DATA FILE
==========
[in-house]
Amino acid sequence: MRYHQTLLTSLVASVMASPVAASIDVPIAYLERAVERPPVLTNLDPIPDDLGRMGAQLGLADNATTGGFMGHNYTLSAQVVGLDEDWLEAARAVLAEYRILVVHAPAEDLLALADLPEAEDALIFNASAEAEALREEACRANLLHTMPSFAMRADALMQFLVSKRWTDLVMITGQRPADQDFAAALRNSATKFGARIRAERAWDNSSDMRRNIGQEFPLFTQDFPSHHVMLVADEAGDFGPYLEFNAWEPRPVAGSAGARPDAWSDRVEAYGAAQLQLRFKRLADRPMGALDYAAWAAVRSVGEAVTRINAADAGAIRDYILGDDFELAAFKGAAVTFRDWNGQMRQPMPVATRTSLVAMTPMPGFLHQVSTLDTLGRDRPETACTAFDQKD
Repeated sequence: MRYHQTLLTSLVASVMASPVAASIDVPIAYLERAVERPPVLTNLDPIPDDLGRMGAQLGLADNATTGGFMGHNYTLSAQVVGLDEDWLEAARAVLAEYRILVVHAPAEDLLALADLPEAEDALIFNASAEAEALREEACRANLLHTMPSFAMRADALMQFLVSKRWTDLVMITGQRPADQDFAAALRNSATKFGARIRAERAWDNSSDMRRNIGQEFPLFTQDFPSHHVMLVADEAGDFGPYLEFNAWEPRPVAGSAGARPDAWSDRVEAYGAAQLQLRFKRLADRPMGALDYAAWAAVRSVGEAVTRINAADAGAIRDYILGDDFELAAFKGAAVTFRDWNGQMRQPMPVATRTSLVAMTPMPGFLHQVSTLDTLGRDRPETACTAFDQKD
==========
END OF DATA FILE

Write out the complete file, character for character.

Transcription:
[in-house]
Amino acid sequence: MRYHQTLLTSLVASVMASPVAASIDVPIAYLERAVERPPVLTNLDPIPDDLGRMGAQLGLADNATTGGFMGHNYTLSAQVVGLDEDWLEAARAVLAEYRILVVHAPAEDLLALADLPEAEDALIFNASAEAEALREEACRANLLHTMPSFAMRADALMQFLVSKRWTDLVMITGQRPADQDFAAALRNSATKFGARIRAERAWDNSSDMRRNIGQEFPLFTQDFPSHHVMLVADEAGDFGPYLEFNAWEPRPVAGSAGARPDAWSDRVEAYGAAQLQLRFKRLADRPMGALDYAAWAAVRSVGEAVTRINAADAGAIRDYILGDDFELAAFKGAAVTFRDWNGQMRQPMPVATRTSLVAMTPMPGFLHQVSTLDTLGRDRPETACTAFDQKD
Repeated sequence: MRYHQTLLTSLVASVMASPVAASIDVPIAYLERAVERPPVLTNLDPIPDDLGRMGAQLGLADNATTGGFMGHNYTLSAQVVGLDEDWLEAARAVLAEYRILVVHAPAEDLLALADLPEAEDALIFNASAEAEALREEACRANLLHTMPSFAMRADALMQFLVSKRWTDLVMITGQRPADQDFAAALRNSATKFGARIRAERAWDNSSDMRRNIGQEFPLFTQDFPSHHVMLVADEAGDFGPYLEFNAWEPRPVAGSAGARPDAWSDRVEAYGAAQLQLRFKRLADRPMGALDYAAWAAVRSVGEAVTRINAADAGAIRDYILGDDFELAAFKGAAVTFRDWNGQMRQPMPVATRTSLVAMTPMPGFLHQVSTLDTLGRDRPETACTAFDQKD